Google Summer of Code 2018
Google Summer of Code is a global program focused on introducing students to open source software development. Students work on a 3 month programming project with an open source organization during their break from university.
Since its inception in 2005, the program has brought together 13,000+ student participants and 12,000 mentors from over 125 countries worldwide. Google Summer of Code has produced 33,000,000+ lines of code for 608 open source organizations.
As a part of Google Summer of Code, student participants are paired with a mentor from the participating organizations, gaining exposure to real-world software development and techniques. Students have the opportunity to spend the break between their school semesters earning a stipend while working in areas related to their interests.
In turn, the participating organizations are able to identify and bring in new developers who implement new features and hopefully continue to contribute to open source even after the program is over. Most importantly, more code is created and released for the use and benefit of all.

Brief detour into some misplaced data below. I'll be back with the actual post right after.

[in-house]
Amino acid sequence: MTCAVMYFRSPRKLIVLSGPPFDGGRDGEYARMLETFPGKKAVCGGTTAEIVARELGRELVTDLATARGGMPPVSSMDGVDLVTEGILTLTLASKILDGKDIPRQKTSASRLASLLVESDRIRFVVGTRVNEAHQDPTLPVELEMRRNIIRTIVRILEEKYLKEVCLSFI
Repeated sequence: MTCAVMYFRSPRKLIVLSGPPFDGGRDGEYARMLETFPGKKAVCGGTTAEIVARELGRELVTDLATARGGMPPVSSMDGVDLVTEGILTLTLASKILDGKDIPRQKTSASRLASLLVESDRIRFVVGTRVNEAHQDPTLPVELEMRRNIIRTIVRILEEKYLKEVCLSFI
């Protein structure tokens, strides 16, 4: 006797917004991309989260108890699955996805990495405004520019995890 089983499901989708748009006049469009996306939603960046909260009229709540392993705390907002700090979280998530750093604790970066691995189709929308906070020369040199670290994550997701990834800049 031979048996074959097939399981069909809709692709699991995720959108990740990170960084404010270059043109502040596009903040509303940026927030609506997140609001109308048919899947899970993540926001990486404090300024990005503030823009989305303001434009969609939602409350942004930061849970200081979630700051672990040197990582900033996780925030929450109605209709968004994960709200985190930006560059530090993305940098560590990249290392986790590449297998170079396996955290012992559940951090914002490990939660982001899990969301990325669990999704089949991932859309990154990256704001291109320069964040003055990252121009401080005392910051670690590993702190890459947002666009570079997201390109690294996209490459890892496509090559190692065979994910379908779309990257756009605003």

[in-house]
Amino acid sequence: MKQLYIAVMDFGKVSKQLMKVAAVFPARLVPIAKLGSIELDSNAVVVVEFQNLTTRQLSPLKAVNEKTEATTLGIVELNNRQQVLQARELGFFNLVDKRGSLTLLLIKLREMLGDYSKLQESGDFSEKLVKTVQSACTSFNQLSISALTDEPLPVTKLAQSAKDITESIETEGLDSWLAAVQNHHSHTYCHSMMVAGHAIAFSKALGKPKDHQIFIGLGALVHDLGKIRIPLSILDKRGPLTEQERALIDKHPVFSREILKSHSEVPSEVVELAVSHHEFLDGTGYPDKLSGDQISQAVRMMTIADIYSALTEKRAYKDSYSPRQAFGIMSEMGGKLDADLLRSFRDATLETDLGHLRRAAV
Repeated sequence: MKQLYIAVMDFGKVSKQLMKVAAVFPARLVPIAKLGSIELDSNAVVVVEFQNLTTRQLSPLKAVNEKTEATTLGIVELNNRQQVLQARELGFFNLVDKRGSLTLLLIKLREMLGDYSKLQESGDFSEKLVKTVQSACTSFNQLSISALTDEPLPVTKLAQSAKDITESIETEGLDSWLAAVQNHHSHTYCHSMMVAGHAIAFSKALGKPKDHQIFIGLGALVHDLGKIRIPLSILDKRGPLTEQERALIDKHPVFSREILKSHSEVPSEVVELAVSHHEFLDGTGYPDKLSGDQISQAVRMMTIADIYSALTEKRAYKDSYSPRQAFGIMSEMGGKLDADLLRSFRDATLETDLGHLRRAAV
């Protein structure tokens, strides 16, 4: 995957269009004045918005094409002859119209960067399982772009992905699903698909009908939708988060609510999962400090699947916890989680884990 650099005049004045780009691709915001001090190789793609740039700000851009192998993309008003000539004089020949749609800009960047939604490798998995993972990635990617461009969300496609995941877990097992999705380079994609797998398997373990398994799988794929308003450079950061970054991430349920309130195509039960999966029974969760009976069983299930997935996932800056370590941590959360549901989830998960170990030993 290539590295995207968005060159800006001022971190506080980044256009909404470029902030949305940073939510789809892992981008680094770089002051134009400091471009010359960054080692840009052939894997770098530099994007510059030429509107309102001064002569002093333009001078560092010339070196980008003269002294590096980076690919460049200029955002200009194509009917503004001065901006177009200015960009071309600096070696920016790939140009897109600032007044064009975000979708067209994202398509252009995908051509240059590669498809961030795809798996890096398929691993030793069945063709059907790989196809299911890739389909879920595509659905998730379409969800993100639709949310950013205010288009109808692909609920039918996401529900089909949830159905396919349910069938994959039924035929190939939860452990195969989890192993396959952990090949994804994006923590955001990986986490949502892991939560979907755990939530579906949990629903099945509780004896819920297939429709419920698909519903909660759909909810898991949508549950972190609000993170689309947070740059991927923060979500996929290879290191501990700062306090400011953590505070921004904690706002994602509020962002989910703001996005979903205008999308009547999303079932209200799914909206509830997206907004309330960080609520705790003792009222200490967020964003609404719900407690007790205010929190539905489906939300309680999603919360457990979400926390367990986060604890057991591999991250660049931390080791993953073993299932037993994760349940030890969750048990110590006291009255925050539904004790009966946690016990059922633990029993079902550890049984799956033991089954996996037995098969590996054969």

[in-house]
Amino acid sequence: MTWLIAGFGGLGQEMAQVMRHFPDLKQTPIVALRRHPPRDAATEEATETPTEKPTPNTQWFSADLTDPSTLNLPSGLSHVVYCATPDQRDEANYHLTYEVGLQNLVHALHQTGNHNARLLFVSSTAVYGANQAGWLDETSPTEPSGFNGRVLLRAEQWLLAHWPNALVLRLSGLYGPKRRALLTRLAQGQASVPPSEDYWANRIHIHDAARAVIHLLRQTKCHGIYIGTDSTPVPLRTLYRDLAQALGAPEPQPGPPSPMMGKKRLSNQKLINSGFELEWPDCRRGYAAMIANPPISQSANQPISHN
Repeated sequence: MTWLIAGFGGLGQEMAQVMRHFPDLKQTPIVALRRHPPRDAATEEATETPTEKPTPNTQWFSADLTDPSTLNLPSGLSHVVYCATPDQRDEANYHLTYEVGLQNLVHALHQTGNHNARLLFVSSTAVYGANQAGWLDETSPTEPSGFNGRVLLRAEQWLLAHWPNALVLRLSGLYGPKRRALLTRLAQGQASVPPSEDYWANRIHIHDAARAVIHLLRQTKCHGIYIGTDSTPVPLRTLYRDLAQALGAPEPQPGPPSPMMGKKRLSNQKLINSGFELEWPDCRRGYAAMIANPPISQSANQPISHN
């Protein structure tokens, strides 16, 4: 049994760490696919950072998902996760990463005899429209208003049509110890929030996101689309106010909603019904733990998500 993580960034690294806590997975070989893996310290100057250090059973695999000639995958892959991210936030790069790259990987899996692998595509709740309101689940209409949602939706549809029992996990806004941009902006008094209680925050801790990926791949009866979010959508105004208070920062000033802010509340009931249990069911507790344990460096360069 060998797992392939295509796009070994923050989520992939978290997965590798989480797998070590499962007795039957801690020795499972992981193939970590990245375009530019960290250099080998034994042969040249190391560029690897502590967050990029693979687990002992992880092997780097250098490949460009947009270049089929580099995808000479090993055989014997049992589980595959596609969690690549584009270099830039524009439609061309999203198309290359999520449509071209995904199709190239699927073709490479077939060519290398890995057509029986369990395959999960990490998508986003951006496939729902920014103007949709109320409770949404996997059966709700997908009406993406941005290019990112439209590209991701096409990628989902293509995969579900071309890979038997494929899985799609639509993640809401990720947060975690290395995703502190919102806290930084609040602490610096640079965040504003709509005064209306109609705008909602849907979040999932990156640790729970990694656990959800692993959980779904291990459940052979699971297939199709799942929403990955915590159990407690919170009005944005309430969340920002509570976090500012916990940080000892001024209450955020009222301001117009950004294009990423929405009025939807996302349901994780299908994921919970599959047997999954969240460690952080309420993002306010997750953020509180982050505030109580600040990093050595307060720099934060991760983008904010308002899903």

How It Works
Interested students propose a project to work on.
Accepted students spend the summer coding with guidance from a mentor.
Submit your code for the world to see!
Students contact the mentor organizations they want to work with and write up a project proposal for the summer. If accepted, students spend a month integrating with their organizations prior to the start of coding. Students then have three months to code, meeting the deadlines agreed upon with their mentors.
Open source projects apply to be mentor organizations. Once accepted, organizations discuss possible ideas with students and then decide on the proposals they wish to mentor for the summer. They provide mentors to help guide each student through the program.
Existing contributors with the organizations can choose to mentor a student project. Mentors and students work together to determine appropriate milestones and requirements for the summer. Mentor interaction is a vital part of the program.
- Mentor organizations must run an active open source or free software project.
- Have produced and released software under an OSI approved license.
- Must not be based in a country currently embargoed by the United States.
- Must be at least 18 years old at time of registration.
- Must be enrolled in or accepted into an accredited institution including (but not necessarily limited to) colleges, universities, masters programs, PhD programs and undergraduate programs as of the GSoC Student Acceptance Date (April 23, 2018).
- Must be eligible to work in their country of residence during duration of program.
- Must be a resident of a country not currently embargoed by the United States.
For more information click "LINK TO ORIGINAL" below